Worship Gathering this Sunday (June 2) at 6:45pm in the St. Johns Room at Faith Community Church (3450 CR210, 32259).
What if there was this one thing, and if you were intentional about this one thing, you would have more passion for mission, greater love for your neighbors, a richer walk with God, a deeper connection with the people you live with, and greater strength to resist temptation?
It’s just one thing.
Jesus operated with a steady awareness of it. And it wasn’t actually something he had to do, but it was something he was intentional about eliminating from his life. And we can, too. But it is very much contrary to the American way of life.
We would be more at peace with one another if we learned it. Facebook would be a much different place. People would be less tempted to pass on fake news, less tempted to write people off, less threatened by contrary arguments, and frankly, kinder.
American Christians are often much less attentive to this one thing, but our churches would be different, too.
Back in 2002, John Ortberg called his mentor, Dallas Willard, who was the head of the philosophy department at the University of Southern California to ask for some spiritual direction. (Wouldn’t it be cool to have a mentor like that?) Here’s what it their conversation looked like:
“You must ruthlessly eliminate hurry from your life,” he said at last.
Another long pause.
“Okay, I’ve written that one down,” I told him, a little impatiently. “That’s a good one. Now what else is there?” I had many things to do, and this was a long-distance call, so I was anxious to cram as many units of spiritual wisdom into the least amount of time possible.
Another long pause.
“There is nothing else,” he said. “You must ruthlessly eliminate hurry from your life.
I’ve concluded that my life and the well-being of the people I serve depends on following his prescription, for hurry is the great enemy of spiritual life in our day. Hurry destroys souls. As Carl Jung wrote, “Hurry is not of the devil; hurry is the devil.”
For most of us, the great danger is not that we will renounce our faith. It is that we will become so distracted and rushed and preoccupied that we will settle for a mediocre version of it. We will just skim our lives instead of actually living them.
“Settling for a mediocre version of our faith.” That challenges me. Anyone who has felt the call to live life on mission is probably repelled by the notion of settling for mediocrity. And I know he’s right. Whenever I have had to hurry, my effectiveness in mission and ministry has been diminished. I bet mediocrity is not acceptable to you.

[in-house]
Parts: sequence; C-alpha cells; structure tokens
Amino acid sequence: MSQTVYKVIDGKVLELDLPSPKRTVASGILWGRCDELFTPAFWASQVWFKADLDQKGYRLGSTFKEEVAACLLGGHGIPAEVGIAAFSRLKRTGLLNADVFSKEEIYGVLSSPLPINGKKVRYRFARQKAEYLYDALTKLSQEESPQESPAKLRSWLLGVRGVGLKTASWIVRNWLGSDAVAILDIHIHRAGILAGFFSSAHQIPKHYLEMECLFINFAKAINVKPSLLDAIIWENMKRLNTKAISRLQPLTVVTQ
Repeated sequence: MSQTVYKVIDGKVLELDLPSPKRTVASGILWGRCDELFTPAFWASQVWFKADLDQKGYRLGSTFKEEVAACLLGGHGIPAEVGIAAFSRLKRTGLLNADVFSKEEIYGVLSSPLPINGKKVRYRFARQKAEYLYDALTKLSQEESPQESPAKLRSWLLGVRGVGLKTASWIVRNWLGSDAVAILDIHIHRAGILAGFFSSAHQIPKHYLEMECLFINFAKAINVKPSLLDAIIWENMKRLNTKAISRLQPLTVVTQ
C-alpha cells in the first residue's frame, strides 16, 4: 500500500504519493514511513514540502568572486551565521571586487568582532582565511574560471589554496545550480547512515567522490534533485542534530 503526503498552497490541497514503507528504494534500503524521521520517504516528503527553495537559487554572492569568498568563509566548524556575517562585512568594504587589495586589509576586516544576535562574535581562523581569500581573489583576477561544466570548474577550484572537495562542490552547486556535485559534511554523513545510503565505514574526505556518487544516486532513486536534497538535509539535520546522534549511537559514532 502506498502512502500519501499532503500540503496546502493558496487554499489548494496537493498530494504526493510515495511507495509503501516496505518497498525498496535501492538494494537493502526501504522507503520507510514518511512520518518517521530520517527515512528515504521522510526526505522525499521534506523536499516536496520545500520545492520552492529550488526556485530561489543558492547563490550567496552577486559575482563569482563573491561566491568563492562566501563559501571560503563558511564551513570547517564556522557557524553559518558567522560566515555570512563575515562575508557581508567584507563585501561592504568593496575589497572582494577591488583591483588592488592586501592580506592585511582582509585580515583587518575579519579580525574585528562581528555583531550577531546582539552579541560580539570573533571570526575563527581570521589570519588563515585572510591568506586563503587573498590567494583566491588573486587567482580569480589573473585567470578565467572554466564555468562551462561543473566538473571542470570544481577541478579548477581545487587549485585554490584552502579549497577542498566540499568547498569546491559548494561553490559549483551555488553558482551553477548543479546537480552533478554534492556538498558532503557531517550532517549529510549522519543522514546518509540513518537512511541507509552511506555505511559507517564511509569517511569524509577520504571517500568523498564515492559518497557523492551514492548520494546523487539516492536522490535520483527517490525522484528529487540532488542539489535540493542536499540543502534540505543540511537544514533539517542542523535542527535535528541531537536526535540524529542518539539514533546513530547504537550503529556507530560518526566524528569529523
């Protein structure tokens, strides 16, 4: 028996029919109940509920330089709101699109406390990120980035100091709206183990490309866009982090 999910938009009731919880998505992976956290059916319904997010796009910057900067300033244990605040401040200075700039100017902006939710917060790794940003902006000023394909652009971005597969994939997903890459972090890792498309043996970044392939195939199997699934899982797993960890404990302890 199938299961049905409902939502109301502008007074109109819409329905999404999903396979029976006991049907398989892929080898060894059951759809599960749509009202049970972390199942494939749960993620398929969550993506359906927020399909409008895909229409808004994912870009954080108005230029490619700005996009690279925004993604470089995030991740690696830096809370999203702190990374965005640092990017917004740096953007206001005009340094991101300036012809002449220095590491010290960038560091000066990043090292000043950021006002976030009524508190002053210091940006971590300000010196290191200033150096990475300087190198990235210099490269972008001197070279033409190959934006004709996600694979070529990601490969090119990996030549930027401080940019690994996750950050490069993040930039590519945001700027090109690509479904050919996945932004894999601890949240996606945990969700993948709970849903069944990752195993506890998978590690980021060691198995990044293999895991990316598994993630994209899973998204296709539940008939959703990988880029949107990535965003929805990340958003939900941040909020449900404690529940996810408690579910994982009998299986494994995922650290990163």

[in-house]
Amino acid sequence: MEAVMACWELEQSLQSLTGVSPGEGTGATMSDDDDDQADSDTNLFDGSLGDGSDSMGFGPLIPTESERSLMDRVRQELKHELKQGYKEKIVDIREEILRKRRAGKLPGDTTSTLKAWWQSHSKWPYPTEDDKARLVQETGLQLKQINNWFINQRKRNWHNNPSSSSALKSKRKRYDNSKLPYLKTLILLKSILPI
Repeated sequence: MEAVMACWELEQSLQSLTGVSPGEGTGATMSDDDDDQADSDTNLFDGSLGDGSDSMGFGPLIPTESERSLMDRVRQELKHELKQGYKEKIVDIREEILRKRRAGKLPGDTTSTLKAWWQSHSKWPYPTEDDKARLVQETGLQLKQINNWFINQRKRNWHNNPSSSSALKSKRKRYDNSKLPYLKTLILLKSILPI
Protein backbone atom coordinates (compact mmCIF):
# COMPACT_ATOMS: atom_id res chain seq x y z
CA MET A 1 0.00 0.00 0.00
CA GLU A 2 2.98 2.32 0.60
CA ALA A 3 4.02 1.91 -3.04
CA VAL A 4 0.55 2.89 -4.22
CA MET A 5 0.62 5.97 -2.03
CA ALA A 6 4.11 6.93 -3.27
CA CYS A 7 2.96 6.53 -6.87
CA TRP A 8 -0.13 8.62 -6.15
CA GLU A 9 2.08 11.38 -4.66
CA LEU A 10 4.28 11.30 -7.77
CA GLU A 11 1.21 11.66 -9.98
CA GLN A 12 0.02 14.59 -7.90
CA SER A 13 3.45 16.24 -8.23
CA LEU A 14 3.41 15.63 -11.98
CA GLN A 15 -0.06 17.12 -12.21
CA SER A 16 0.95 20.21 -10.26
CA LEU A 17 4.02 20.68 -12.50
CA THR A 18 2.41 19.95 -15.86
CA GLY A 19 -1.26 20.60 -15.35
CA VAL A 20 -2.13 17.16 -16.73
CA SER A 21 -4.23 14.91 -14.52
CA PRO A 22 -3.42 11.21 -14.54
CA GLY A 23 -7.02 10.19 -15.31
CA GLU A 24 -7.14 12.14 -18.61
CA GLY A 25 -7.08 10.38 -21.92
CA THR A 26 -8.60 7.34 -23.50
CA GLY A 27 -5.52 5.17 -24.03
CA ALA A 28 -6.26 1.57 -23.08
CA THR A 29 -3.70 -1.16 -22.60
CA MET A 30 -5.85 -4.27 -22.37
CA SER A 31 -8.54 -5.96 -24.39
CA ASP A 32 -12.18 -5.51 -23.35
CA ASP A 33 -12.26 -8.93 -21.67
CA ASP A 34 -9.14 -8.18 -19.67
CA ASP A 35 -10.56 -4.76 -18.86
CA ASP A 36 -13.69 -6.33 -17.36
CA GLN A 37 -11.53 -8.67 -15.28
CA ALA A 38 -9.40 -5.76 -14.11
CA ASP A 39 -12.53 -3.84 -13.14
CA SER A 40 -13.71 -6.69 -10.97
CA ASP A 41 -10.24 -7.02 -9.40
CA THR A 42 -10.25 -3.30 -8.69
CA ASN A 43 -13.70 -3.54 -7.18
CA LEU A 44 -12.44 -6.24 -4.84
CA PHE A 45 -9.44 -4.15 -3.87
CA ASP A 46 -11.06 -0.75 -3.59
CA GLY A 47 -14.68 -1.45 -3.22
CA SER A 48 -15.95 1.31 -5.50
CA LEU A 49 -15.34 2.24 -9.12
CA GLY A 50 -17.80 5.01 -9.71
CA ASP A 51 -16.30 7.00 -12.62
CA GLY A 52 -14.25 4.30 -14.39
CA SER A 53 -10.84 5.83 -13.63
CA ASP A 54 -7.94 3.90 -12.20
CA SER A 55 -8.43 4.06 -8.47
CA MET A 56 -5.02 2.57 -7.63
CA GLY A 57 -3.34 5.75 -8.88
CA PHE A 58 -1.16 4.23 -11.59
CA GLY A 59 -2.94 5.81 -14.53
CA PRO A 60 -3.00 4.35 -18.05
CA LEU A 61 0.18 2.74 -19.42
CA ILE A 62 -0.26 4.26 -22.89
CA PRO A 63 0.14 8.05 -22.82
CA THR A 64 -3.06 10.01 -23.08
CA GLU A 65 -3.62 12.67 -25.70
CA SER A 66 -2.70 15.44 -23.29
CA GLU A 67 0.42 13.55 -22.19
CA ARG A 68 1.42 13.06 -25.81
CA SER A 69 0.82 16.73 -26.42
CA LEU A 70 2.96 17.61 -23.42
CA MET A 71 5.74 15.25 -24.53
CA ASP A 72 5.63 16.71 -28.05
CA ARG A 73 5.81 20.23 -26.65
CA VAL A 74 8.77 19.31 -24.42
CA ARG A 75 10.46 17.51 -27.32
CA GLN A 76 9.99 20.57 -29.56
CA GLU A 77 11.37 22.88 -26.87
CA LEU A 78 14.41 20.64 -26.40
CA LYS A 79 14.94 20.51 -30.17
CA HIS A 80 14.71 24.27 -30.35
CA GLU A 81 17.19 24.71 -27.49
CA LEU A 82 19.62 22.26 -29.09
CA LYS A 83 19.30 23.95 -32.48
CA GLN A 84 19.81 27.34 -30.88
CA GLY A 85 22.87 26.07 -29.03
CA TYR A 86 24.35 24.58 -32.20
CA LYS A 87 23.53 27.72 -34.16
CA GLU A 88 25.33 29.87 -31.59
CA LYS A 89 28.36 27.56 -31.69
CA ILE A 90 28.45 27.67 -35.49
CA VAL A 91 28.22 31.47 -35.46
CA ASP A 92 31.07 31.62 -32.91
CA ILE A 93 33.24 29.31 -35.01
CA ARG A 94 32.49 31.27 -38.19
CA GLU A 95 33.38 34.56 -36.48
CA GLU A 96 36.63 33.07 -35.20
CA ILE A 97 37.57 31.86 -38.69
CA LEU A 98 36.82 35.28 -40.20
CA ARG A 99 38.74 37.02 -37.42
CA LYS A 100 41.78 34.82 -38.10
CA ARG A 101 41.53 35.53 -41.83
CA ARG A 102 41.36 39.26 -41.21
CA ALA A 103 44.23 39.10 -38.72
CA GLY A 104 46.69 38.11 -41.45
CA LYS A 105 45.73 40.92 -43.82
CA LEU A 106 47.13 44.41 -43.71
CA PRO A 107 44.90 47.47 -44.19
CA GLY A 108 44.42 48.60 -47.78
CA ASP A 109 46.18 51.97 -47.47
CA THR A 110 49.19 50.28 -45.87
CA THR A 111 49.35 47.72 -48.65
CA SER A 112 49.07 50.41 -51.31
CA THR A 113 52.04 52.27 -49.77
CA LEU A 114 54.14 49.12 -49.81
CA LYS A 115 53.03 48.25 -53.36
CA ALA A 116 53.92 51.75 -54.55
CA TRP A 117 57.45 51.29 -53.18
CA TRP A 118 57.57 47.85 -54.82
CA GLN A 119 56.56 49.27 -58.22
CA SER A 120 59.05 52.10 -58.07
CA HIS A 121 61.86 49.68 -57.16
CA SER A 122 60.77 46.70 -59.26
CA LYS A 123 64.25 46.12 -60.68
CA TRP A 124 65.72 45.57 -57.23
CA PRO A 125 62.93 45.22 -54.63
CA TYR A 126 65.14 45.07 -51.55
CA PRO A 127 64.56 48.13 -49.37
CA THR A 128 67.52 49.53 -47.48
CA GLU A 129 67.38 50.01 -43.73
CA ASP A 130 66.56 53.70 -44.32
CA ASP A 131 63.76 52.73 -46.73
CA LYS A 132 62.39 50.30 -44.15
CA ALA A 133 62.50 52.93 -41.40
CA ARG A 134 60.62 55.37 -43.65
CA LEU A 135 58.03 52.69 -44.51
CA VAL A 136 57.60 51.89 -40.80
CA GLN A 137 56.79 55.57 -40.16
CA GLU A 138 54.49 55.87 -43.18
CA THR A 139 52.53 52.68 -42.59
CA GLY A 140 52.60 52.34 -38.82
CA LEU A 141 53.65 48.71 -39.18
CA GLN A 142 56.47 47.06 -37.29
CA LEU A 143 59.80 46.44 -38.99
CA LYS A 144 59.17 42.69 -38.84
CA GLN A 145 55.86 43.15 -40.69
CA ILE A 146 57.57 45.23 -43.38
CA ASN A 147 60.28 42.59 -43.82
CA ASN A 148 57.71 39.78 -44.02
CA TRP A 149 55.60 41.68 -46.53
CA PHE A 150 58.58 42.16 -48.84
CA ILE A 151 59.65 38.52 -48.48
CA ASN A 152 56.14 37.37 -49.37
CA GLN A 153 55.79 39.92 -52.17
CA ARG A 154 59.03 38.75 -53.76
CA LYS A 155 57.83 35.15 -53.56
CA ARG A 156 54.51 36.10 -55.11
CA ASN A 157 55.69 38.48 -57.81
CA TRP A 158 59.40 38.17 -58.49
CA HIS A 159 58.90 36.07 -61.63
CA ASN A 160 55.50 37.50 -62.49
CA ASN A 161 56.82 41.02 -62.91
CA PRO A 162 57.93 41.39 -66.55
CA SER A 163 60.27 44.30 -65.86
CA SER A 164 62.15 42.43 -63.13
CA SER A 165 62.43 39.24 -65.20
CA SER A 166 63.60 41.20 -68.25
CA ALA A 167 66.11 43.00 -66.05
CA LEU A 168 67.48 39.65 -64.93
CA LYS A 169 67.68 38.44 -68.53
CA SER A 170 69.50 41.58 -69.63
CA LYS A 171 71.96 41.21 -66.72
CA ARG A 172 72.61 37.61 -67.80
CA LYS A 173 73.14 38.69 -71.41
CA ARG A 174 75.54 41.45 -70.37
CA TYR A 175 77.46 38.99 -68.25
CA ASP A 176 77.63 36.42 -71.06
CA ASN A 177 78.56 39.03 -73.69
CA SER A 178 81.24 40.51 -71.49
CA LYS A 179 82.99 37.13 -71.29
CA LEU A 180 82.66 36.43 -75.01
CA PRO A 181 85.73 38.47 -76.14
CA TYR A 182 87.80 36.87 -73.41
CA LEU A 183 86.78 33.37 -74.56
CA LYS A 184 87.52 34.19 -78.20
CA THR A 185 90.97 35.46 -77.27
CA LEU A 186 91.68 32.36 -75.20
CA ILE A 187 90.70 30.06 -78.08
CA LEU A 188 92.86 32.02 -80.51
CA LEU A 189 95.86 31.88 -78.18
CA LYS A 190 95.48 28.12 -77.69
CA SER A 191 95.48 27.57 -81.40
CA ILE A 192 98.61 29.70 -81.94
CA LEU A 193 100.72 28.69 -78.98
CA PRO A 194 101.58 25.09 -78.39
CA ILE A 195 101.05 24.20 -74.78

I also know it’s hard. I’ve tried to eliminate hurry from my life. Everything seems to push against it. And so much is at stake.
I can’t remember when I heard it, but you can’t love people in a hurry very well. The scriptures teach us that love is patient: patience, by definition, takes time.
I see it very clearly as I try to live life on mission. The more I have to do, the less time I have for relationship. We’ve lived in the same neighborhood for twelve years now. Over those twelve years, I’ve had greater and lesser connection to my neighbors, greater and lesser effectiveness in mission here. The effectiveness correlates very closely with how much hurry I had in my life. Not long ago, I stopped serving as the associate pastor at Sawgrass Chapel. A driving motivation behind that decision was to create margin to have more time for ministry and mission in my neighborhood. Sawgrass Chapel wasn’t a demanding place to serve. But I’ve felt called to my neighbors. After some time of discernment, I knew that if I was to answer this call to my neighborhood, I would need to say no to Sawgrass Chapel. it was the one thing on my plate that seemed to crowd out space for other things. And doors are starting to open!
Through the scriptures, the voice of God both commands and invites us to, “Be still, and know that I am God.” So much is at stake. So much is available to us. A little more from Ortberg: “If you want to follow someone, you can’t go faster than the one who is leading; following Jesus cannot be done at a sprint. Jesus was often busy but he was never hurried. Being busy is an outer condition; being hurried is a sickness of the soul.”
What are you doing Sunday night? Slow down. Come join us for worship. Let us consider together how to might encourage one another to follow Jesus. We are gathering for worship at 6:45 at Faith Community Church. I hope you can be with us. Come and be equipped and encouraged for life on mission.
Excerpts from “Ruthlessly Eliminate Hurry,” Leadership Jornal, 2002 and available at ChristianityToday.com